Best hotel in Lisbon
Ideally perched in Alfama, along the walls of the Castelo de São Jorge, the Palacio Belmonte is a labor of love for devoted owners, Frederic and Maria. The hotel has 10 elegantly designed suites decorated with ancient tapestries and contemporary art, with magnificent marble bathrooms, charming terraces or verandas, and stunning views of the Tagus River and Castlelo de São Jorge. More than 3,800 traditional blue-and-white Portuguese tiles adorn the hotel, all dating back to the 1700s. The arts, music, literature, and history are resounding themes throughout your stay and quite by design. There is a quaint black marble infinity pool surrounded by gardens enraptured by aromatic orange trees. Prepare to be immersed in another world during your stay, one that you will find hard to leave.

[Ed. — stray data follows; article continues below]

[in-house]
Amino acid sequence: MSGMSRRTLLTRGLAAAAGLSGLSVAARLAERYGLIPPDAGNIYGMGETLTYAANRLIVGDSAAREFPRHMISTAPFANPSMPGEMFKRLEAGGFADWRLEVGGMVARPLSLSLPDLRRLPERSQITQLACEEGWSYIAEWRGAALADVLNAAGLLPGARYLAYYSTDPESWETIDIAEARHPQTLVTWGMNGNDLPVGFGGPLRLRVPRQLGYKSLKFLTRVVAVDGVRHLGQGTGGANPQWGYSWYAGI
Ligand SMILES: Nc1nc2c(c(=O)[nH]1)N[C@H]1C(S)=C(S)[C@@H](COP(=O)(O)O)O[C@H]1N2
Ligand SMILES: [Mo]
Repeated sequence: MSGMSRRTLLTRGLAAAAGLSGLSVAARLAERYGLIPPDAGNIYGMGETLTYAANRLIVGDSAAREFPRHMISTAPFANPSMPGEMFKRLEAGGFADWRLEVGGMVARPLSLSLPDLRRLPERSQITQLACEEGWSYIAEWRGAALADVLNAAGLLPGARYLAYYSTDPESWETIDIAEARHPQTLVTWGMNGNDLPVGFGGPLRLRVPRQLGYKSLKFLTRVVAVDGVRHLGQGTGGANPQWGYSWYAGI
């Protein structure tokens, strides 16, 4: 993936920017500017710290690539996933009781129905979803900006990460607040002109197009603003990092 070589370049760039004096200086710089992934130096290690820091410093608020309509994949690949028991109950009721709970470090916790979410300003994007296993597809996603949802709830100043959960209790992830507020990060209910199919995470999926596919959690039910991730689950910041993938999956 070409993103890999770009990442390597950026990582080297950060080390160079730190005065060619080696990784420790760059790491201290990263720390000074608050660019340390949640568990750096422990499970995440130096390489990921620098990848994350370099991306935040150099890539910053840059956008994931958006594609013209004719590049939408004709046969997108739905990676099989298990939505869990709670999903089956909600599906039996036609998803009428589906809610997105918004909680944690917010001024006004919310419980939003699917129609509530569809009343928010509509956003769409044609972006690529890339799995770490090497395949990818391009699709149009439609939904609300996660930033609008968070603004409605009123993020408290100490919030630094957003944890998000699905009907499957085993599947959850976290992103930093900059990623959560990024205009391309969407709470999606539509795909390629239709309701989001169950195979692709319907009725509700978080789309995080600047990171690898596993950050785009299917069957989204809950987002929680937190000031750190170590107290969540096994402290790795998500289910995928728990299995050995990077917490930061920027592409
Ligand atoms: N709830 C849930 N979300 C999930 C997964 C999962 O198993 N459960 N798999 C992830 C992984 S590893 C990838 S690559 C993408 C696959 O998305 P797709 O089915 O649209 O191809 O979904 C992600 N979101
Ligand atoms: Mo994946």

Palacio Belmonte, One of Lisbon veiled secrets
Some might see Palacio Belmonte as one of the most veiled secrets in Lisbon and the history of the place is the story of Portugal itself. It is the oldest building of its kind in the city, the Palace was the residence of the Marques d’Atalia, Alvares Cabral and the Earls of Belmonte for over 500 years. In 1994 Fredric Coustols bought Palacio Belmonte and started a six-years restoration project to convert this beautiful space into ten luxurious suites, each different to the other. Suites that preserve the history and the beauty of the place and at the same time, equipped with modern comforts and conveniences to better accommodate the lifestyle of the sophisticated traveler. You have to meet Fredric and his wife Maria in person, in order to understand the uniqueness of the place, its style and more important, the inviting atmosphere. They are both down to earth, creative, friendly and warm people. Their personality and creativity blends well with everything in the space. While Fredric’s books are in every corner in the palace, Maria’s paintings decorate some of the walls.
See the sunrise over Alfama